Four Daughters Vineyard & Winery, Spring Valley, MN

Four Daughters Winery Exterior

John Garland / Heavy Table

Justin Osborne, winemaker at the newly opened Four Daughters Vineyard and Winery, used to be a construction manager. He was conscripted into the winemaker role by his mother-in-law, owner Vicky Vogt, and after a stint at the VESTA program, he’s off and running with a successful opening vintage.

Four Daughters sits at a lonely intersection of two county roads a few miles south of Rochester. There are some vines outside the winery — Frontenac, Marquette, Brianna, and Edelweiss — but they’re too young to have yielded much functional wine fruit. The tasting room is a large, warm, and modern space that seems designed with large dinners and event receptions in mind.

To make a decent product right away is rather notable for local wineries. It wouldn’t be constructive to advise people to go out and drink all the locally made wine they can get their hands on. Even someone like this author, who has an unabashed love for the industry, must admit that a significant portion of it is some pretty awful stuff.

“What I’ve seen with start-up wineries in Minnesota,” writes U of M Enology Project Leader Katie Cook, “ …most of them are coming from other industries and are learning about the wine industry as they go. It’s exciting to see that sort of enthusiasm, but the problem is that it’s easy to make mistakes while you’re learning.”

Four Daughters Winemaker Justin Osborne

John Garland / Heavy Table

It seems that Osborne is on the right side of the learning curve. Tasting Four Daughters’ full flight would be a good primer for those not familiar with local wine. Their 2011 vintage is very representative of the quality that can be achieved with the best local grape varieties. Osborne says the majority of their grapes are sourced from four growers no more than 50 miles away (which he supplements with small amounts of juice from California and Washington). Sure, a few aren’t up to snuff, but no Minnesota winery is batting 1.000.

But if you’re just interested in knocking a few back over some food, Four Daughters has a chef on site turning out sophisticated, approachable cuisine. “Once they’ve had the wines,” Osborne says, “what’s going to bring them back?” That responsibility falls to Erik Kleven. A former sous-chef at Chester’s Kitchen & Bar, Kleven is putting out an agreeable assortment of snacks perfect for sharing over a few sips.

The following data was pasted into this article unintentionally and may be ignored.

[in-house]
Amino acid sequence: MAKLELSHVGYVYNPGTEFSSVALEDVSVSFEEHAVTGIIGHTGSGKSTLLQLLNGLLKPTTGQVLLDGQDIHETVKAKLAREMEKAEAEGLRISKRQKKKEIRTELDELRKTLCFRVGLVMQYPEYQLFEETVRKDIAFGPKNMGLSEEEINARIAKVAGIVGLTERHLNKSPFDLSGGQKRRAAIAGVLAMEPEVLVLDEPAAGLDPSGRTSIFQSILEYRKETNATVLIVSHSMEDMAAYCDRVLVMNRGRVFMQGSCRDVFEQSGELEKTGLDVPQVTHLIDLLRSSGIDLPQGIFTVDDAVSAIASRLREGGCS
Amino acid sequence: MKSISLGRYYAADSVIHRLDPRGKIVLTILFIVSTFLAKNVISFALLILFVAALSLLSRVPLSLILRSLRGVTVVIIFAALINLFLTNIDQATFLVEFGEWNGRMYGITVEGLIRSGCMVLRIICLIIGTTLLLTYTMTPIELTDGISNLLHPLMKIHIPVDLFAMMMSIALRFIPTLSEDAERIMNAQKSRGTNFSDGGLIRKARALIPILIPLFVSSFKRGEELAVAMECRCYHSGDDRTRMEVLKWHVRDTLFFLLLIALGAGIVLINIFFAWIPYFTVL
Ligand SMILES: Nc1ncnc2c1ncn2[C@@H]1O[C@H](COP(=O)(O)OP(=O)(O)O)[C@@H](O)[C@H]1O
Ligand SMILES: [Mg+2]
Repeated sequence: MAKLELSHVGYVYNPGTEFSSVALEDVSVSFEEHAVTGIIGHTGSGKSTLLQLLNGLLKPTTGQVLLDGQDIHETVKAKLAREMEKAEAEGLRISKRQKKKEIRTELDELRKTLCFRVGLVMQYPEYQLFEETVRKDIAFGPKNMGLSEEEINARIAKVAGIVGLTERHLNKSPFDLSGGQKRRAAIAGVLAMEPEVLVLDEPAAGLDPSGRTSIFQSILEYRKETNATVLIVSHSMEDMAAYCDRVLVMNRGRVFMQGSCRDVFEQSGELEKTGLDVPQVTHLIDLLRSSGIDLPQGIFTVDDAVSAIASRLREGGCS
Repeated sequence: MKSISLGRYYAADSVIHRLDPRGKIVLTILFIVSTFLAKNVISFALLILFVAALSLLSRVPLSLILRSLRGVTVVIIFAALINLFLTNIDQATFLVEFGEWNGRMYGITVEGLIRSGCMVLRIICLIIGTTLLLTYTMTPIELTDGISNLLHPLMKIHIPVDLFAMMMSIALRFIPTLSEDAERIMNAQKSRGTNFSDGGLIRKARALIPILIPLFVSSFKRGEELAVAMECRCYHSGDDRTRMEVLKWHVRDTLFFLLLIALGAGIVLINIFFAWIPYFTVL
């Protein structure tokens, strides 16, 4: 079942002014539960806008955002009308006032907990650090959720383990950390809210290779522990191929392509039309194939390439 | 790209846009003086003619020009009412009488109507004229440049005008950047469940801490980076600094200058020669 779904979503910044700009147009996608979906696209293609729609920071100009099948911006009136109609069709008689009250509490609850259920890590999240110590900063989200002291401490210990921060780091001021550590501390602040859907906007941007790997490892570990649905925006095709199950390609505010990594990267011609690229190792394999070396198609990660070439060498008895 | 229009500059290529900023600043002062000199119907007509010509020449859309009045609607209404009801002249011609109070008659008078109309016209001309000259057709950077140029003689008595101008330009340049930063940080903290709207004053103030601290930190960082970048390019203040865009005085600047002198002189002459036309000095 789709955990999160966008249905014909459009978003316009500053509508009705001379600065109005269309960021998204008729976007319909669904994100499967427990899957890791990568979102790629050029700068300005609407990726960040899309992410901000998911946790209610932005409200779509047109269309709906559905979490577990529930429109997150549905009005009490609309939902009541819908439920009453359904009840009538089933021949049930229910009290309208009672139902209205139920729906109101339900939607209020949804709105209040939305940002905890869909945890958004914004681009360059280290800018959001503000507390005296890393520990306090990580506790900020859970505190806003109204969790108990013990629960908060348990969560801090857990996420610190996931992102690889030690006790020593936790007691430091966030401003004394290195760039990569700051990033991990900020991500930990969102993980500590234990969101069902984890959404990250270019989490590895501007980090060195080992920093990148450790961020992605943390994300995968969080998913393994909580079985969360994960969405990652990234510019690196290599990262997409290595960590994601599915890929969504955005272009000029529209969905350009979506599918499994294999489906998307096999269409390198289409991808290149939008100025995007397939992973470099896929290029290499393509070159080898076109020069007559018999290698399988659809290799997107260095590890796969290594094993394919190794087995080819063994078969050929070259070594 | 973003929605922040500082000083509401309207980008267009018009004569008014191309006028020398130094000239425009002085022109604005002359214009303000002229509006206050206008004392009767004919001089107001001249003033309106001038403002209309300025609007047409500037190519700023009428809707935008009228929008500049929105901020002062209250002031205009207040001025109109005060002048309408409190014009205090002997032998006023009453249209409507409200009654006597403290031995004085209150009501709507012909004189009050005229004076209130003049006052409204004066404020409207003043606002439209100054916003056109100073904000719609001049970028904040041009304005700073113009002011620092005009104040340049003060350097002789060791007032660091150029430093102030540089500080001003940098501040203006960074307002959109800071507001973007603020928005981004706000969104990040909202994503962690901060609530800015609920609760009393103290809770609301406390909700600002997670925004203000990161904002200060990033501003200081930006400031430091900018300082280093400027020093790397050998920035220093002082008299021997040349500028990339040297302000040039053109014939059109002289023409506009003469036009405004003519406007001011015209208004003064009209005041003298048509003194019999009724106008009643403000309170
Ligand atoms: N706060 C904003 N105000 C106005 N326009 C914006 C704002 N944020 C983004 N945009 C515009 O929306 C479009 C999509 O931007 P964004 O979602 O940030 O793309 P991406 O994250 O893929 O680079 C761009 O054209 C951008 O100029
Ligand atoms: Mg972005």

Osborne says the pizzas are the hot item right out of the gate, and it’s easy to see why. The crusts have a substantial flatbread consistency to them. Opt for the Shaved Asparagus — a lovely and indulgent mix of fresh asparagus and salty pancetta sprinkled around nicely set runny-yolk eggs and creamy parma grana. The winery has already begun a series of ambitious dinners on Thursday nights and special holidays, as well as Sunday brunch.

Four Daughters Winery Food

John Garland / Heavy Table

Another fun addition to the lineup is their Cider. Only available on draft at the winery, the apples are sourced from Wescott Orchards in Elgin, MN. Osborne nicknames it Barely Legal Cider because, at 6.9% ABV, it’s just under the 7% cut-off where it must be considered an apple wine. It’s tart with a hint of yeast-derived smoothness, and goes down altogether too easily.

“The wineries that have been around since the 90’s have had a number of vintages to get their ducks in a row, and most of them have worked through the trial and error stage of getting started in the business,” Cook continues. “Consumers are starting to recognize ‘top’ Minnesota wines and wineries, and are now able to differentiate between a good Minnesota wine and one that isn’t up to par.”

Four Daughters is most certainly still in the trial and error stage, but so far, consider them up to par. Osborne is currently experimenting with all kinds of barrel aging, even with whites where the current best practices call to avoid oak at all costs. “With a deft hand, a barrel will make anything better,” he claims. We’ll be sure to revisit that when the reserve whites are released down the road.

Here’s a quick tasting-note rundown of their 2011 Vintage (from best to worst in this author’s humble opinion), which is currently available for sale only on site. If you can’t make it down to Rochester anytime soon, they’ll be pouring and sampling food at the upcoming North Coast Nosh IV this April 14 at the Peace Coffee roastery (details on the event to be released in the coming weeks).

Four Daughters Wine Bottles

John Garland / Heavy Table